Matrix Programming 101: Destroy Logic
January 22, 2013 by Jon Rappoport
Ever since the ratification of the Constitution, the actions of the Federal government have confirmed the need for the limitations written into that document. New needs and crises have “demanded” illegitimate expansion of Federal power.
In order to convince the people that this expansion was, at every turn, vital, the goal of educating citizens about what it means to take part in a Republic had to be blunted. This was done, a step at a time, through education.
Dismantling the ability to reason, employ logic and handle ideas was the prow of that destructive campaign.
And yet, logic isn’t only a subject that’s taught to students whose minds are a blank slate. There is an inherent tendency toward rational thought that persists, despite programming to the contrary.
For example, if a television station or website offered a prolonged debate between two intelligent people on the meaning of the 2nd Amendment — a real debate, not just a brush-off — many viewers would be intensely interested.
I’m talking about an old-style debate, one that lasted at least several hours, with each proponent allowed sufficient time to make his case fully. No name calling or shouting of slogans. No interruptions from either side. No stupid moderators.
This traditional long-form format would serve to wake up people to the fact they have minds, they can think, they can spot contradictions and non sequiturs.
Or, as I’ve suggested before, why not a Debate Channel, devoted exclusively to key issues of our time, taken up in the long form?
True, many viewers would tune out. But others would feel a jolt of inspiration. A sense of déjà vu. “I’ve been here before. I can’t remember when.”
Yes, they’ve been here before, when they could think and reason, before the curtain was lowered.
Actual reasoned debate could become a growing trend. And by contrast, the insane nonsense that presently passes for argument on television would be highlighted as a counterfeit substitute, a fool’s errand.
You can make your own list of vital issues you’d like to see debated, in the long form, by people who know their material (not merely the usual dome heads and pundits). I have my list.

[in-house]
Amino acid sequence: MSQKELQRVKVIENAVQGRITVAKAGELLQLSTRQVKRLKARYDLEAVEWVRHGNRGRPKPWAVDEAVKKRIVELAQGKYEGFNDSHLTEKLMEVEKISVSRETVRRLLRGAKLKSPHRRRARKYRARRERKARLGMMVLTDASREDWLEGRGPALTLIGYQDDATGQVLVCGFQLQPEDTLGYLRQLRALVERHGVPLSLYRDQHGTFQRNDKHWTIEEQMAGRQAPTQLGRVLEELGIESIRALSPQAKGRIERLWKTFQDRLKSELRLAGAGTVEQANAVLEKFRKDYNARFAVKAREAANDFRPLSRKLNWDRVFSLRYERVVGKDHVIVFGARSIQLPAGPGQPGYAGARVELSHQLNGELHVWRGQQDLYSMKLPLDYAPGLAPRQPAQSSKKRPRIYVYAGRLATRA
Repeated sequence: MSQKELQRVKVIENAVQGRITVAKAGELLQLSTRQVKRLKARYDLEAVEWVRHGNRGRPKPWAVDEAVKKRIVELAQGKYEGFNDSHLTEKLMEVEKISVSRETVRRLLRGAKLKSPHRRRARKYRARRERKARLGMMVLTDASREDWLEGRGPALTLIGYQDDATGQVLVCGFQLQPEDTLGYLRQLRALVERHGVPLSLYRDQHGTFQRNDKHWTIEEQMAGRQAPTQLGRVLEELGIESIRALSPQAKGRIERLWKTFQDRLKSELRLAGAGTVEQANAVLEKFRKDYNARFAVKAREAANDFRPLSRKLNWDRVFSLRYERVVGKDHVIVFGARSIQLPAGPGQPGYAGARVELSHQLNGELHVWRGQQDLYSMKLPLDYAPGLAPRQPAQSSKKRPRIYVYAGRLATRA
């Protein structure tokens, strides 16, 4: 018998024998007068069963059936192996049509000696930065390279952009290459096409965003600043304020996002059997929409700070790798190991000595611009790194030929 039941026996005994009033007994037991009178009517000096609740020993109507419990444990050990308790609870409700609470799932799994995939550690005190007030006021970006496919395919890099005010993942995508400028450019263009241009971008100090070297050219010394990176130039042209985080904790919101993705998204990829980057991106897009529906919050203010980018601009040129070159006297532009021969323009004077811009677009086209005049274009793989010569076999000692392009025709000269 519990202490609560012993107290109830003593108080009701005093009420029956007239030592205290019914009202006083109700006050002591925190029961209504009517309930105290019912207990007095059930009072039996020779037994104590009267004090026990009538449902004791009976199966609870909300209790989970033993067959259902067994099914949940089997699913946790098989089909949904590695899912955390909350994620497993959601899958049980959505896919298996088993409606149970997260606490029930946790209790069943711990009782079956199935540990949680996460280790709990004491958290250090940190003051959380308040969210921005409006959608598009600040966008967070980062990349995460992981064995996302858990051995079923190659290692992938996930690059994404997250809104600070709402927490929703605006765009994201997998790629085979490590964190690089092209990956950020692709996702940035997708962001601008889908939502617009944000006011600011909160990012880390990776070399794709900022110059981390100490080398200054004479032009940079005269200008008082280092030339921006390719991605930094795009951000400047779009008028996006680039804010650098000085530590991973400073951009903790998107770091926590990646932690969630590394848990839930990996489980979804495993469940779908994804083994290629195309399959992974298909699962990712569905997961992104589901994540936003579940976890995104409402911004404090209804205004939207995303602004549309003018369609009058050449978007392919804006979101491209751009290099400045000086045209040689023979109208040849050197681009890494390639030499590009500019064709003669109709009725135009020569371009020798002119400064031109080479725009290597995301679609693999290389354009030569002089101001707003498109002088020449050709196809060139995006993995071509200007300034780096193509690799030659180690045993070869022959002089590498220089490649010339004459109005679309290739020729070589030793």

It’s never too late to wake up. It really isn’t.
For instance, suppose we had a 10-hour reasoned debate over the course of two days on television or on the Web on this simple question:
What really happened at Sandy Hook?
Do you think that might draw a few viewers?
Are you kidding?
It would outrank many major network programs. It would put the networks’ coverage to shame.
That’s never a bad thing.
Coda: Here is an illustration of “no-logic” in action. It occurs in a recent article in The Washington Post, “Uncle of young Newtown shooting victim turning tragedy into action.”
From the headline alone, we pick up the slant of the article. It’s going to praise the uncle for being able to turn grief into action.
The uncle is attorney Alexis Haller. His nephew, Noah Pozner, was killed in the Sandy Hook shooting.
The Post article tells us that Haller has worked as a lawyer for the Vatican. We don’t learn exactly what he did for the Vatican; but it’s more or less suggested that, because Haller has a keen interest in “reporting requirements” where child abuse is occurring, he may have had something to do with the Vatican now “expecting” (requiring?) bishops to report pedophile priests to law-enforcement authorities.
This is quite fuzzy. The Post doesn’t clarify what role, if any, Haller played in the new Vatican expectations/requirements.
Nevertheless, the article presses on to indicate that Haller saw a way to codify reporting requirements in situations of imminent violence, like Sandy Hook. In fact, Haller has written (or made notes on?) a bill:
When a person “has knowledge of a grave and imminent threat of serious physical harm or death made by someone with access to a gun,” that person must notify the police within 24 hours.
Haller has met with Joe Biden’s committee and discussed his proposal.
The article doesn’t bother to take up how this bill, if made into law, would be enforced or what implications might flow from it — such as the birthing of an expanded snitch mentality and excessive, wrongheaded or even malicious reporting in cases where the threat of imminent violence wasn’t real.
No, this article, we learn, is more a human interest story about Alexis Haller and what’s he’s motivated to do in the wake of the death of his nephew.
The Post article doesn’t bother to cover Haller’s actual history as a defense lawyer for the Vatican. For example, in a case involving the sexual abuse of a Portland, Ore., boy in the 1960s, a 2011 suit was filed against the Holy See. Haller defending the Vatican, claiming that the pedophile priest, Andrew Ronan, was committing crimes against children without the knowledge of the Holy See and was not an employee of the Vatican.
Why is this significant? Because the Post article states: “Haller had crafted and forwarded several proposals to prevent future gun violence that were shaped by his experience as a lawyer for the Holy See.”
Which part of that experience? Ahem, cough, cough.
By the end of the article, we know nothing about the precise wording of Haller’s new bill to limit gun violence.
We do know that he was tragically connected to the Sandy Hook shootings. We know his initial efforts to have input in new gun legislation were ignored. We know he overcame that problem. We see his posed picture above the article, in which he’s walking in the rain under an umbrella.
We understand The Post is “on his side.”
This is the old ad hominem argument, in which the person forwarding an idea is more important than the actual content of the idea. Except in this case, the person isn’t being attacked; he’s being praised.
As if that gives more credibility to his idea, the precise legal content of which we don’t know.